News is out that just one in 50 children can spot ‘fake news’ stories, is causing concern.

The National Literacy Trust found that when 2,200 pupils aged eight to 16 took a fake news quiz, only a handful were able to spot all the fabricated stories.

So, we asked news expert, Dr Lisette Johnston who is ex BBC World News boss and now Head of School at ScreenSpace to give us some top tips on identifying when we’re being fed fake news – here are her six top tips…

Check the source

Look at the publication or site and look at its other stories – try to think critically, consider whether there is any other questionable content.

Check the date

Sometimes a story from years ago can be re run to give the impression of ‘new’ news.

Do your own research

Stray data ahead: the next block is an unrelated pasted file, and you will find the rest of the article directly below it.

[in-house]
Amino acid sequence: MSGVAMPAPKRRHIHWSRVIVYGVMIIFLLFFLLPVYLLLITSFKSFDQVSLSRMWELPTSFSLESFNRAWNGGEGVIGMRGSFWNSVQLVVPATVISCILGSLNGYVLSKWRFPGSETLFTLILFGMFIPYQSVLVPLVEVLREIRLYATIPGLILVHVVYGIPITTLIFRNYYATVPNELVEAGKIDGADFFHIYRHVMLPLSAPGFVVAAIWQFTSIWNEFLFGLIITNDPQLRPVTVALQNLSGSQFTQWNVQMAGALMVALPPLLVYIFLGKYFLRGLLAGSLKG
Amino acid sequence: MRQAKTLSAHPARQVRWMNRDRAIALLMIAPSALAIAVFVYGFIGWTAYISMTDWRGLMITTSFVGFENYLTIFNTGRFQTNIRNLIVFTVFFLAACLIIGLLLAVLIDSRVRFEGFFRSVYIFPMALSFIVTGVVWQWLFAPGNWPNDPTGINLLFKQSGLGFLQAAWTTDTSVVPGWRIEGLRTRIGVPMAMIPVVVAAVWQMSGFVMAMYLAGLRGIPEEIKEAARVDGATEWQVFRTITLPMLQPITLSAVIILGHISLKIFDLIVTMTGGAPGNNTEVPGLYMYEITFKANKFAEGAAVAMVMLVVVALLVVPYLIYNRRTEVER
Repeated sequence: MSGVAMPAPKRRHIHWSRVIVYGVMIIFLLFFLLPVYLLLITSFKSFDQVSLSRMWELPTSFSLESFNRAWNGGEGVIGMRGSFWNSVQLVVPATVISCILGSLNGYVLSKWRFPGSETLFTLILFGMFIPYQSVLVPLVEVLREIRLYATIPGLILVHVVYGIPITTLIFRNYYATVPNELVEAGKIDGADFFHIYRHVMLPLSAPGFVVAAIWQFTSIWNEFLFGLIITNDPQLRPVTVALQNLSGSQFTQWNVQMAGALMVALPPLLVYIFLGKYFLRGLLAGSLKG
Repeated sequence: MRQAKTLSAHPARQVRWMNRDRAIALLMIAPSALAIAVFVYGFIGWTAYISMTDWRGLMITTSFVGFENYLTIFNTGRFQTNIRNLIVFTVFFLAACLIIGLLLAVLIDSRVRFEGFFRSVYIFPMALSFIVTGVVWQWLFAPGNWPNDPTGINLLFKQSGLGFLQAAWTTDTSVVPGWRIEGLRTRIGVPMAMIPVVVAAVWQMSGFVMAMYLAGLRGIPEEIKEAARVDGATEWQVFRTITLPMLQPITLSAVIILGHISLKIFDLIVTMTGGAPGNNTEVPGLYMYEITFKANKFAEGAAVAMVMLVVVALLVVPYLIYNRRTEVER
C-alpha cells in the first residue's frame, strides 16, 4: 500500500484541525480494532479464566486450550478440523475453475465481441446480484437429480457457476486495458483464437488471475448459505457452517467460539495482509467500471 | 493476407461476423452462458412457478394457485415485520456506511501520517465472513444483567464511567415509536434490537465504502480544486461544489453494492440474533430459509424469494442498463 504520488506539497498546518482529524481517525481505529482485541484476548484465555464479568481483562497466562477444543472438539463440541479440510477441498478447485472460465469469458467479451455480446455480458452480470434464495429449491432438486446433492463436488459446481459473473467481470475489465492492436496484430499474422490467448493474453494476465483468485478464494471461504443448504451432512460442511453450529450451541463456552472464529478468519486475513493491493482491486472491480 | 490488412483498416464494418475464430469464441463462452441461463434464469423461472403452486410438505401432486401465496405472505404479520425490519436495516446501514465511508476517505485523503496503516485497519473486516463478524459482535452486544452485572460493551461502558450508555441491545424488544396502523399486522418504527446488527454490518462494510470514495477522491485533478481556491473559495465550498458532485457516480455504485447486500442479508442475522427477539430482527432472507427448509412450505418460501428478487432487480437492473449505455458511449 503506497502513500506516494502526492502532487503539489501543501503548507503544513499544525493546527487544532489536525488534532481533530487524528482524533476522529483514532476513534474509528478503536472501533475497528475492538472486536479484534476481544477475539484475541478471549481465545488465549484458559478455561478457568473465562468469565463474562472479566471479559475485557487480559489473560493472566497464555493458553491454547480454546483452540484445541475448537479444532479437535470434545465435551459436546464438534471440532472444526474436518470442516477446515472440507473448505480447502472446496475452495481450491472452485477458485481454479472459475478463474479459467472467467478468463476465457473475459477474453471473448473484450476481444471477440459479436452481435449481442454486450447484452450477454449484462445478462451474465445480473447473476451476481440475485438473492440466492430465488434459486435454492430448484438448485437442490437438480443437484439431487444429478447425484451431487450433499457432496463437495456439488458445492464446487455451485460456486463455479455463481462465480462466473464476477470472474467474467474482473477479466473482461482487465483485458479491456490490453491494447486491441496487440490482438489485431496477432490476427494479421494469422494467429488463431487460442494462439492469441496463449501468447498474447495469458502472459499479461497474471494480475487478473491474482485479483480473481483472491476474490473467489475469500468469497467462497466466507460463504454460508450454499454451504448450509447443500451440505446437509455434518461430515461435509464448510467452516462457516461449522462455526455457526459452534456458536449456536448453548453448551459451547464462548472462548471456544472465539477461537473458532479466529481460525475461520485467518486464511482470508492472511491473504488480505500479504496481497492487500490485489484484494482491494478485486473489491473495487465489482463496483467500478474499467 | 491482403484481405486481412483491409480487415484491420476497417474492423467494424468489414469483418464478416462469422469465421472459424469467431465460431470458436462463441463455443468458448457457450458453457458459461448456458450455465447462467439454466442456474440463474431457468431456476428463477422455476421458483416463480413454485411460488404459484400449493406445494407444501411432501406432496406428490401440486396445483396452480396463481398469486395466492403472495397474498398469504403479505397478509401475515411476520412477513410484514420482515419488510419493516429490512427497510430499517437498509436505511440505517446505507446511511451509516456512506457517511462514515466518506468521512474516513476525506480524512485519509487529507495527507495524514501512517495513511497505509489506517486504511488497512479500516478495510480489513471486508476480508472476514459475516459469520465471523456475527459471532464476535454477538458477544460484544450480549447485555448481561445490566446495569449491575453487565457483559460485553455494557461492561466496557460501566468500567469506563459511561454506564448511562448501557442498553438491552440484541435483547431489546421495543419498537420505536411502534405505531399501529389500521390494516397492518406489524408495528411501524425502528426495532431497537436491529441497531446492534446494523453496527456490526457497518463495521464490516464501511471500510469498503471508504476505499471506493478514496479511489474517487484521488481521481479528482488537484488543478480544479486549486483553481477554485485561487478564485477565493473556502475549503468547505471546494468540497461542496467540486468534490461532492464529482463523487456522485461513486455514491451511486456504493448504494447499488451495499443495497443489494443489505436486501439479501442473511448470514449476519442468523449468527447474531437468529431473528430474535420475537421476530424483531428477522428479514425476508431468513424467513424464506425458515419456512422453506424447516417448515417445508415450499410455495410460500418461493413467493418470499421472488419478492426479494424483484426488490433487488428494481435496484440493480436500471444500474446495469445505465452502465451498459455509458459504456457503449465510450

Check whether the story has been run on other sites, if so, how is the story presented?

Read beyond the headline

Some publications and websites use sensational headlines as a way to encourage you to ‘click’ on the story, this is called ‘click bait’. Sometimes the actual story bears no resemblance to its headline.

Research the writer

If the article has a writer’s byline – Google them to see what other articles they’ve written.

Check the facts

There are some great fact-checking websites such as: and to use when you’re really not sure about a story, whether it’s a statement from MPs or a piece from other organisations.

But, you can also ask yourself three questions:

• Can the statement be proved or demonstrated to be true?

• Can it be observed in practice or operation?

• Can it be verified by witnesses, manuscripts, or documents?